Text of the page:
A better start is key for Sharks in Game 2

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It’s easy to suggest that perhaps the San Jose Sharks got caught up with some nerves during the first period of Game 1 of the Stanley Cup Final versus the Pittsburgh Penguins.

After all, this is a franchise that, after well-documented playoff shortfalls, is playing in the championship series for the first time. The Pittsburgh Penguins, on the other hand, well they’ve been here before — seven years ago.

Sharks’ defenseman Brent Burns conceded that his team may have been overwhelmed at first, outshot 15-4 in the opening 20 minutes, before eventually getting back on track in the middle of the game.

The result was a two-goal deficit, as the Penguins jumped into the lead. San Jose fought back, but ultimately lost on a late Nick Bonino goal.

The Sharks, of course, have stressed getting out to a better start, and that what happened Monday can be a learning experience, as they look to even the series in Game 2 on Wednesday.

“We were excited to play. We felt we were ready. Then at the start, we didn’t execute the way we needed to. We try to take that lesson and learn from it,” Joe Pavelski told reporters on Tuesday.

“Hopefully we can have a better start. Obviously it’s exciting to be here. I don’t know if it’s your first time or your fifth time, I’m sure it’s exciting every time. So we’ll learn from that game and hopefully have a better start.”

 

Bears face Monsters for the AHL’s Calder Cup

MILWAUKEE - JUNE 15:  Chris Bourque #17 of the Hershey Bears kisses the Calder Cup after the Hershey Bears defeated the Milwaukee Admirals in game six of the AHL Calder Cup Finals on June 15, 2006 at the Bradley Center in Milwaukee, Wisconsin. The Bears defeated the Admirals 5-1 in game six to win the AHL Calder Cup. (Photo by Jonathan Daniel/Getty Images)
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The Hershey Bears and Lake Erie Monsters will play for the 2016 Calder Cup, as the American Hockey League’s championship series begins Wednesday.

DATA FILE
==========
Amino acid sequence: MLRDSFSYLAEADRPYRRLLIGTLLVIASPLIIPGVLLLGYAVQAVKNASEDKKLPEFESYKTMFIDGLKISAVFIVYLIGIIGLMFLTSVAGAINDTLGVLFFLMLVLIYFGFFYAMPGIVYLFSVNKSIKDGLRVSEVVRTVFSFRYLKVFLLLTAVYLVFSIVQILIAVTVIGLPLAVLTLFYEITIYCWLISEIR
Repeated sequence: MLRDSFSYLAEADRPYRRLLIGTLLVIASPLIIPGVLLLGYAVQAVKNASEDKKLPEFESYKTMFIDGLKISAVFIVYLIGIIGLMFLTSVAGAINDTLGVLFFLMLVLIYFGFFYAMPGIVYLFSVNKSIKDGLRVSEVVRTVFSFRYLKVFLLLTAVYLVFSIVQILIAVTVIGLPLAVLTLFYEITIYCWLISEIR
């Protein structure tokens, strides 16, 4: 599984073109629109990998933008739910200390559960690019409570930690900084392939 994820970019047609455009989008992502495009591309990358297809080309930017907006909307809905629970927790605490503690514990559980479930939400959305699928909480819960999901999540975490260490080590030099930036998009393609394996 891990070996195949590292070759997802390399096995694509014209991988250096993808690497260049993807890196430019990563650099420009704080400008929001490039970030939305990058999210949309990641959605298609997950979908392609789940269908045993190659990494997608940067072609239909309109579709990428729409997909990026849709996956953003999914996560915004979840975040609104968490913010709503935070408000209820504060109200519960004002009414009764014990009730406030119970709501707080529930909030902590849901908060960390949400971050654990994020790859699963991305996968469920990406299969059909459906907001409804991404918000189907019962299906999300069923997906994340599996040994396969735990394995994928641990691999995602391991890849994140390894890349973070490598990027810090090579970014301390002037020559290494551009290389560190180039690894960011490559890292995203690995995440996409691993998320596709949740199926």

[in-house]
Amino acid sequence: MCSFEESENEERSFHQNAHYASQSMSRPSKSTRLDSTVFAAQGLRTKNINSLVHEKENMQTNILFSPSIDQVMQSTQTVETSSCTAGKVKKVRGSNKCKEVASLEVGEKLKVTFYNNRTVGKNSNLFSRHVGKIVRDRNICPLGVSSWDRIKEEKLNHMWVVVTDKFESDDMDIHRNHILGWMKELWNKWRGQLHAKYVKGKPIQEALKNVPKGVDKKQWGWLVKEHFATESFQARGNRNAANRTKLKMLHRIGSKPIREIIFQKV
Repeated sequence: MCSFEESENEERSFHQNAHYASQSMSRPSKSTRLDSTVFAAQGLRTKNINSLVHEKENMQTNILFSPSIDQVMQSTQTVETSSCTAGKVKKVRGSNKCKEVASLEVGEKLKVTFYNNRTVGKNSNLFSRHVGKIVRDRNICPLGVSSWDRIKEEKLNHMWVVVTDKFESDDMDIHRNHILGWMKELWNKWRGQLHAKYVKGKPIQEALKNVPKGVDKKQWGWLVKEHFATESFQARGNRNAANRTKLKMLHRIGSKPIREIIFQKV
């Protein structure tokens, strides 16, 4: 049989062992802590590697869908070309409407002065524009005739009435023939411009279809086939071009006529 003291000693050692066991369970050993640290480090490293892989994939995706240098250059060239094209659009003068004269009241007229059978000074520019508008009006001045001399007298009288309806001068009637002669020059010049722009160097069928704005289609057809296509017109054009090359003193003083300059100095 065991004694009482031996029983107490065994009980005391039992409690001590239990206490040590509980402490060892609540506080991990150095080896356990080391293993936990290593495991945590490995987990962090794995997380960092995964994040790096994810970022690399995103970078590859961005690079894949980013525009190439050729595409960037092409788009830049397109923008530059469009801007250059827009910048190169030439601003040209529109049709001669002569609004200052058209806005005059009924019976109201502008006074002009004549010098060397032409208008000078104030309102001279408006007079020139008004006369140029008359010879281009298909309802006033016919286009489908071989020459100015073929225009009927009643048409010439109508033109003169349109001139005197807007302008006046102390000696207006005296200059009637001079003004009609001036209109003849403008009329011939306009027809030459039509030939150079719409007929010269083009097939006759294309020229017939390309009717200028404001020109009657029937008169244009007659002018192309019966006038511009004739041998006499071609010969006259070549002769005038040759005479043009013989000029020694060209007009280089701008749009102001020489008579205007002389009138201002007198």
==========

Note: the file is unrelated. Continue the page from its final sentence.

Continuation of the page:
The Bears, who start with home ice advantage, enter the series having won the Calder Cup 11 times — the most of any franchise in the league’s history. They also enter the final having dispatched the Toronto Marlies — Canada’s remaining hope for an AHL championship, right…? — in the third round.

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Meanwhile, the Monsters have been on a torrid run in the playoffs, losing only twice in 13 games so far. They’ve earned the sweep in two of three series, making quick work of the Rockford IceHogs and Ontario Reign.

Bears forward Carter Camper, a journeyman in the minors with three games of NHL experience with Boston in 2011-12, is second in AHL playoff scoring with 15 points in 17 games.

For the Monsters, Blue Jackets prospect Lukas Sedlak has been on a roll, offensively, and now has 13 points in 13 post-season games this year.

From the Columbus Dispatch:

Sedlak was regarded as a smart two-way forward, but his offensive production was minimal, almost non-existent. Players like that tend to drift away after a few seasons, pushed aside by the next wave of young talent and high draft picks.

“I’d say right around Christmas I started wondering what was going to happen,” Sedlak said. “I was asking my agent what Columbus thought of me, and I was prepared for everything — maybe even going back to Europe.

“I knew my contract was up after the season. I thought I was playing pretty well … but you just don’t know.”

 

Stars sign Dowling, Ranford to one-year deals

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The Dallas Stars made a pair of depth moves on Tuesday, announcing the signings of forwards Justin Dowling and Brendan Ranford to one-year contracts.

Both players have put up good numbers in the American Hockey League with the Texas Stars.

This past season, the 24-year-old Ranford scored 19 goals and 59 points in 76 games — all career highs for him in the minors. He played once for Dallas last season, but didn’t register a point.

Initially undrafted and a Stars’ free agent signing from two years ago, the 25-year-old Dowling was also productive with 11 goals and 46 points in 52 games.